Goodness gracious, we’re into July already. I’m not quite sure what happened to the first half of the year; it seems to have gone in a flash of work, sleep and Six on Saturdays. As usual The Propagator will be hosting a variety of other Six on Saturday offerings for your entertainment and pleasure. For my part, I’ll start today’s proceedings with a look at the lawn.
1. White Clover
My lawn has a longstanding population of White Clover, adding it’s cheerful presence to the garden every summer. I’m a big fan of clover: it looks nice and, being a legume, fixes nitrogen in the soil. Lawns with clover in have a built in fertilising mechanism, so it seems a sensible to encourage it.
Being as the clover seems so at home in the lawn, I’ve collected a few other plants to keep it company:
2. Red Clover
The logical step is to add a bit of Red Clover. Much the same except in colour, I’m hoping it will establish itself both through spreading and seed.
Strangely, my lawn has been completely bereft of Daisies, so I thought it was about time to rectify this situation. I know the kids will appreciate their presence (in fact, they like to pick the clover flowers too), and I think they’re such jolly little things.
4. Bird’s-foot Trefoil
There weren’t any completely open flowers on this, as the poor thing is still recovering from it’s rude uprooting. This is possibly the one I’m most looking forward to establishing itself in the lawn. It’s another legume, and it flowers so well in lawns, adding splashes of yellow all over the place.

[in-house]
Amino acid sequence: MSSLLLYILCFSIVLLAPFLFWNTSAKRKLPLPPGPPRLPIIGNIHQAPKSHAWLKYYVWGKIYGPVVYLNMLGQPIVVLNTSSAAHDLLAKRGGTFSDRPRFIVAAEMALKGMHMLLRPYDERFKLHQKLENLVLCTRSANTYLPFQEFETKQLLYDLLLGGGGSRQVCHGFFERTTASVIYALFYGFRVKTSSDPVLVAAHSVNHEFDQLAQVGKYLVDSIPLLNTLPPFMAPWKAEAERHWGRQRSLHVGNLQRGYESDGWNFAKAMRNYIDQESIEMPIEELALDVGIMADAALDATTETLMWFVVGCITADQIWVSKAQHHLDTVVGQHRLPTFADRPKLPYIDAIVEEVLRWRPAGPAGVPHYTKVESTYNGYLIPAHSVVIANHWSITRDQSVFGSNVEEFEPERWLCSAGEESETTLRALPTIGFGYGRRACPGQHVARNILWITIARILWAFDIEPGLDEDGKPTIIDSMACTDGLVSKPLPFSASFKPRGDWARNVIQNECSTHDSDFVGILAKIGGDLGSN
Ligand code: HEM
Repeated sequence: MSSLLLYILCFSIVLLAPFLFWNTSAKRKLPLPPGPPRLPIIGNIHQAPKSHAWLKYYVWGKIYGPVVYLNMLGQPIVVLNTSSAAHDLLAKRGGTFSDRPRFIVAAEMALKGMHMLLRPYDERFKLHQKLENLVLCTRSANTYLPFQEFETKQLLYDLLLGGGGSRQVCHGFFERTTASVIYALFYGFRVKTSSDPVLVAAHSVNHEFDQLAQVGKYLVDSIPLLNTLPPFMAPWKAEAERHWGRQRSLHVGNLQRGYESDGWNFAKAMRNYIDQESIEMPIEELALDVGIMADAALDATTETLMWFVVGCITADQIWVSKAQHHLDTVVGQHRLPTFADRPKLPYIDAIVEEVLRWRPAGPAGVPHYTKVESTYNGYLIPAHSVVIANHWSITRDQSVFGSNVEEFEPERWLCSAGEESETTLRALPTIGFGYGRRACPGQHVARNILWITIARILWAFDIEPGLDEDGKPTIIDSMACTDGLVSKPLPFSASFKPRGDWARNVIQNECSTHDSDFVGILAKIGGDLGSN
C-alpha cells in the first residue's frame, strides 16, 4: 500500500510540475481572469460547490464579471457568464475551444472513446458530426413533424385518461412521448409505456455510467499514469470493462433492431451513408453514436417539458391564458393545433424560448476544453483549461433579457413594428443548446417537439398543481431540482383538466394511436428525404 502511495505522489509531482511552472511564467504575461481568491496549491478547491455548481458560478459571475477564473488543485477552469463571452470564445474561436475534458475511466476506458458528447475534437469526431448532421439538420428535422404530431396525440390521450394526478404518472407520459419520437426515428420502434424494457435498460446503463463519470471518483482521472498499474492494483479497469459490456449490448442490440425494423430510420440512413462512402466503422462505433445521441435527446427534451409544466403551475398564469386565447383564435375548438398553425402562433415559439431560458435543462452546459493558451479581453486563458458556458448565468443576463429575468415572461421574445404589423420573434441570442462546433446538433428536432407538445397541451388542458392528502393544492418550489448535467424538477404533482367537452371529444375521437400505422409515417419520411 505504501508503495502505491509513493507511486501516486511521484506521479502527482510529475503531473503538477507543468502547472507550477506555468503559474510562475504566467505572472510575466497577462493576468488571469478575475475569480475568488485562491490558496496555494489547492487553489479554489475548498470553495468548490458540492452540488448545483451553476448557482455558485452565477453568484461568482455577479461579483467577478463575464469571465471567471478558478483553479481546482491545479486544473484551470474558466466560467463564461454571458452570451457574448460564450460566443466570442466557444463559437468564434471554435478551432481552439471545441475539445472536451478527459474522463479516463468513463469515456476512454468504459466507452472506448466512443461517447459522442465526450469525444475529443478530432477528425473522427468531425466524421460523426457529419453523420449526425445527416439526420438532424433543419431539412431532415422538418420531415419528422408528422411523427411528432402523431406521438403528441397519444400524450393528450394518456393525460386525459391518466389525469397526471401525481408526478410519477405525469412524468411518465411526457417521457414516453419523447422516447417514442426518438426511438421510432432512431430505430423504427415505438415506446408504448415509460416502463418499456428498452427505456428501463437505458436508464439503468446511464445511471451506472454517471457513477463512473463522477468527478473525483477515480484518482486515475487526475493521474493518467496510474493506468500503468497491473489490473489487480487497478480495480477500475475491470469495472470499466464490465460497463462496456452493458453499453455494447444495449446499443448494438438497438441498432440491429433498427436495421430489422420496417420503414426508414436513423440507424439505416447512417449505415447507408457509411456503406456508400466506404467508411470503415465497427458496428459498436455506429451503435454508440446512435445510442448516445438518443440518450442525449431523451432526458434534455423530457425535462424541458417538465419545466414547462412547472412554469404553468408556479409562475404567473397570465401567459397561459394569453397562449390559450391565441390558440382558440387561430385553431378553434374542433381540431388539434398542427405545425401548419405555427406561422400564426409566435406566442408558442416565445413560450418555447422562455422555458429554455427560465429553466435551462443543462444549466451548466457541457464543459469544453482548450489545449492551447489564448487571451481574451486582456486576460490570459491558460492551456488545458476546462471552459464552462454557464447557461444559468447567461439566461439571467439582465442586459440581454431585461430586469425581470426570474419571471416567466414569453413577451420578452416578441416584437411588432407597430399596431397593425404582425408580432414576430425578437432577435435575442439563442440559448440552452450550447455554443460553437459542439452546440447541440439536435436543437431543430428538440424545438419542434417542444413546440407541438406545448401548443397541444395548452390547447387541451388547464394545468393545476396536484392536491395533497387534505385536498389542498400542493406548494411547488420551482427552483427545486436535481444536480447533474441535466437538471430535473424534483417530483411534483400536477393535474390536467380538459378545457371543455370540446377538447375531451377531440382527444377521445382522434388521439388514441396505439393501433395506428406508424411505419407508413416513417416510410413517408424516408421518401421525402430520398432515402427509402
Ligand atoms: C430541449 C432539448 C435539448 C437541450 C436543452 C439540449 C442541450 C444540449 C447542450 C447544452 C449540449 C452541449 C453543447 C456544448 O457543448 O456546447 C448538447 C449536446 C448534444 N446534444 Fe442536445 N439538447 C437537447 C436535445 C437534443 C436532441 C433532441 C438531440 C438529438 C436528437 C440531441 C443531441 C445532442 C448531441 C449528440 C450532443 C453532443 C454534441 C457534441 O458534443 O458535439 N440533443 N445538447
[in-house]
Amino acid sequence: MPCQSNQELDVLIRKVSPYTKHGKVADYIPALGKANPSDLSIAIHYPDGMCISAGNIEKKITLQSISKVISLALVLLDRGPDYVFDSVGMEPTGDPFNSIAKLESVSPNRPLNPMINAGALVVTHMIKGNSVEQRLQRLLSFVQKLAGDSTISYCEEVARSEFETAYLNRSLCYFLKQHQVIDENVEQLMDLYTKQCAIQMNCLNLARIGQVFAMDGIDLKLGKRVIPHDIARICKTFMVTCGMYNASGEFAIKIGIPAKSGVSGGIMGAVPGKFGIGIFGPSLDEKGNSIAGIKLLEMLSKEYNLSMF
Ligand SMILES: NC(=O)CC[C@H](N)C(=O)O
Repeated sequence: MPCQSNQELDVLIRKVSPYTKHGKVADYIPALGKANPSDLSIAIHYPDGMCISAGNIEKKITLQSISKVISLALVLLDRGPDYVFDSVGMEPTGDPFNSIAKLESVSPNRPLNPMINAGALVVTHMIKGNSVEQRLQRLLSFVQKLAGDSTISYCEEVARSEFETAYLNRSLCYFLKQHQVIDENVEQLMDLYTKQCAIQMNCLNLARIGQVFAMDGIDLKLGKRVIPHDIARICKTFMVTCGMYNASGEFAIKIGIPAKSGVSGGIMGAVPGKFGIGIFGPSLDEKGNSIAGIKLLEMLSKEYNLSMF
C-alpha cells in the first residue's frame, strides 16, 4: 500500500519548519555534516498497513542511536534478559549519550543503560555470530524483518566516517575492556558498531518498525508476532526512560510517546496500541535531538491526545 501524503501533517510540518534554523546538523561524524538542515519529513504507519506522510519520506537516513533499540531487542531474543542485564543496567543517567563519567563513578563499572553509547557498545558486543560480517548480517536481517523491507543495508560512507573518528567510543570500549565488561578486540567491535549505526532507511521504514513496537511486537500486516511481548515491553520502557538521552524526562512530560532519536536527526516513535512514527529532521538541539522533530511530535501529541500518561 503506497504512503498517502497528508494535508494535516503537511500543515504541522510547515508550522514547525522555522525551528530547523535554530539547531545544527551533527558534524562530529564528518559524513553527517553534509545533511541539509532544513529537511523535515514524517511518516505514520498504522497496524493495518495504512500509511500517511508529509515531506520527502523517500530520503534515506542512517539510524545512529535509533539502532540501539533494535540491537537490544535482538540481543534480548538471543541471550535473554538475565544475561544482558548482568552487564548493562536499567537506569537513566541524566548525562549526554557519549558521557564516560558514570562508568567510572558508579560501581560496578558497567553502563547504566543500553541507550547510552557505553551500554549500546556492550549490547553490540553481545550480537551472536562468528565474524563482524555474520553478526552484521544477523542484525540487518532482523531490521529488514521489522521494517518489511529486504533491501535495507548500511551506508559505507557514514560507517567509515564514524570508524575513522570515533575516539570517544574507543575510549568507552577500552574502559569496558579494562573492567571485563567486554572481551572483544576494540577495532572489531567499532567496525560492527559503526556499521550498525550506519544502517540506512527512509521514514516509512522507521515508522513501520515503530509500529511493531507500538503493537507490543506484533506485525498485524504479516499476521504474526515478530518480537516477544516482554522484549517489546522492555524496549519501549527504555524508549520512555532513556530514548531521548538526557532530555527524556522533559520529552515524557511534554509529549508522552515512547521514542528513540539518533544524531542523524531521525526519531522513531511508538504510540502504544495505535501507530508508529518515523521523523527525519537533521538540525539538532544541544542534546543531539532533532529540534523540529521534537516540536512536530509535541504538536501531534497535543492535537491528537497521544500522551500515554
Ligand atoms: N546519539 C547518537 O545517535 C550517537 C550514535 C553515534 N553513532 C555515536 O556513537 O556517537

The three plants above were all collected from the same lawn; there was also a bit of Selfheal on offer, but I think it’s coarser, broader leaves are less appealing. That ends the lawn section of the post; now onto a couple of extra bits and bobs.
5. Opium Poppy
I featured one of these in a previous Six on Saturday and here’s one in flower. These pop up in the garden of their own accord, usually pink to purple, some a little less ruffled than this individual. Visually, I think they sit somewhere between incredible and ridiculous. They look even more silly when the petals collapse in a pile on the lawn.
Here’s a bumblebee enjoying itself, dangling upside-down on the flowers of Capnoides sempervirens ‘Alba’. There’s a spot of photobombing courtesy of Corydalis linstowiana.
On a final note, I hope you won’t mind me mentioning that my shop has a few Corydalis and Dicentra seeds, plants and tubers available (UK only, I’m afraid). I generally don’t mention that sort of thing on Six on Saturday posts as I feel it’s contrary to the spirit of the thing, but this’ll be my one and only mention. If you’re interested, do take a look. Enjoy your weekend!